April 18th was not just another tax Tuesday. It was the first tax day that I was not getting a tax refund. Instead, I had to pay taxes. It was a sobering day, to say the least, as I wrote my checks to the federal and state government. I kept combing through my tax documents certain that this couldn’t be correct, but as the saying goes, “only two things are guaranteed in life, death, and taxes.” Reflecting on this topic, I wondered what I could have done to not only reduce my tax burden but prepare myself better to be prepared to owe taxes in the future. And after talking with some of my colleagues, it seems like I’m not the only new dentist in this situation.
Let’s face it, this first year out has not been easy on my bank account. Whether it was licensure costs, student loan repayment kicking in, or trying to start saving and setting aside for retirement, at the end of the day the last thing on my mind was if I was paying enough into my taxes. Because I associate at different practices (three to be exact), I was paid differently at all three. And because the tax law’s in my state were vague, I ended up being employed as an “employee” at one of my offices, and an “independent contractor” at my other two offices. I had a fairly good idea of what these two designations meant when it came to paying taxes. I sat down early on with a close relative who is an accountant who gave me tips and spreadsheets on how to track everything that was coming in as well as all my business expenses. And while I was saving portions of my paychecks for what I knew I’d owe it taxes, I didn’t save enough.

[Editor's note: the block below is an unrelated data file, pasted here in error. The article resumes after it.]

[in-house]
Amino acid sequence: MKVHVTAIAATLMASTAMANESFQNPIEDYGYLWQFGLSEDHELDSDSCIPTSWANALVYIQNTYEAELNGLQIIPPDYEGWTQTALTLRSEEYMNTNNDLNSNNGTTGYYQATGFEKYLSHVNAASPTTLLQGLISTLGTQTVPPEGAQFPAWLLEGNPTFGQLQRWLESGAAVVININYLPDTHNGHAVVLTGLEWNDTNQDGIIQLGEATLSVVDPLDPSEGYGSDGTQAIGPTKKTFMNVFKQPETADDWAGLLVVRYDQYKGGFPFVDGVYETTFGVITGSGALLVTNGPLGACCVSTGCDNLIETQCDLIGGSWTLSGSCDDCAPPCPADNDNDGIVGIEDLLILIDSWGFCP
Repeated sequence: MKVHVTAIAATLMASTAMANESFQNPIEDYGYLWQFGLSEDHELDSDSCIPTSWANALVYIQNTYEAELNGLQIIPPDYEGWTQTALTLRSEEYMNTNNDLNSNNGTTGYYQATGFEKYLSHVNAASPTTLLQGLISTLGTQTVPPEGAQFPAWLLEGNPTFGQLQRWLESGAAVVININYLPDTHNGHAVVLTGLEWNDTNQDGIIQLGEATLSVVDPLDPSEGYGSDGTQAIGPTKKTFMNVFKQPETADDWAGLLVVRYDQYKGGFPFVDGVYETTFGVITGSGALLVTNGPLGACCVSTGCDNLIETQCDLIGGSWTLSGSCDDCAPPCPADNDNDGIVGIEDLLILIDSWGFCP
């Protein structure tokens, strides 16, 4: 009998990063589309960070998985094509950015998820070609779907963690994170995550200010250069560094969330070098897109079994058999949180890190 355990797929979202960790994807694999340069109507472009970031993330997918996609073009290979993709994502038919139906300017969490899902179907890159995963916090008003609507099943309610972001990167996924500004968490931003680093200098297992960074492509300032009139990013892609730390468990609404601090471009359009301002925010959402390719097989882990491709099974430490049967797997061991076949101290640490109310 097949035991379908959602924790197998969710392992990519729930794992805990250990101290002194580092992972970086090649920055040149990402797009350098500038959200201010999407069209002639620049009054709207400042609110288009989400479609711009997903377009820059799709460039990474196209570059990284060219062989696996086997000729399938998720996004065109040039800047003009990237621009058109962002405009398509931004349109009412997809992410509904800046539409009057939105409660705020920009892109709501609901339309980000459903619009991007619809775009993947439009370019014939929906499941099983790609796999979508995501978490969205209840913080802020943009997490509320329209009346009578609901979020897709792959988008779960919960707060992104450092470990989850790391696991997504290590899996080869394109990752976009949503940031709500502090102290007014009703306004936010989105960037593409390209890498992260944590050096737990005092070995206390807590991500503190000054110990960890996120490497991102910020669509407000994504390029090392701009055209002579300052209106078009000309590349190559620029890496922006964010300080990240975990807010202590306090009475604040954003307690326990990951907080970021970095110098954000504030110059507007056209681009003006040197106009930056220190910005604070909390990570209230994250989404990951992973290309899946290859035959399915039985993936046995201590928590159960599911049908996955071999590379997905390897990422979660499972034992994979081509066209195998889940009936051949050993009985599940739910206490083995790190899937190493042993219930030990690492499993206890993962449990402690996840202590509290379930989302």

The good news is, I paid my taxes in full and I’m still able to put a decent meal on the table. But going forward, I am now making a few resolutions so I don’t find myself in the same situation next April.
1) Finding an accountant who works with dentists: This was difficult to do last year. I didn’t have a lot of money to spend on hiring an accountant, so I turned to a relative. And while he did do his best to save me as much on my taxes as possible, there were a few things related to the dental profession that he was unsure of. I have learned that having sound advice from an expert is worth the money. And considering that my taxes will likely become even more convoluted as I move towards buying a practice, finding a good accountant is critical.
2) Better budgeting and saving: If you haven’t come in contact with some sort of financial advisor or planner since starting to practice, then you must be really good at avoiding them. They’re everywhere and they definitely want your business. And that’s not a bad thing. Finding a good financial advisor can help you navigate your personal budgeting as well as budgeting money for retirement, buying a practice, or in this case setting aside money for your taxes.
3) Reducing my tax burden: This will mostly come through the advice of my CPA, but simply talking to my employers could bring about some big changes. At one of my offices, I simply just asked the owner to make me an “employ” instead of an “independent contractor”. This not only resulted in savings for me, but the owner of my practice also had tax benefits from making me an employee.
I believe the key to surviving your first year out of school is to be organized and prepared for the many unknowns.
We have 363 days until the next tax day, so don’t end up like me.
Budgeting wisely and talking to the professionals can pay off. Literally and tax-ally (I made that word up ).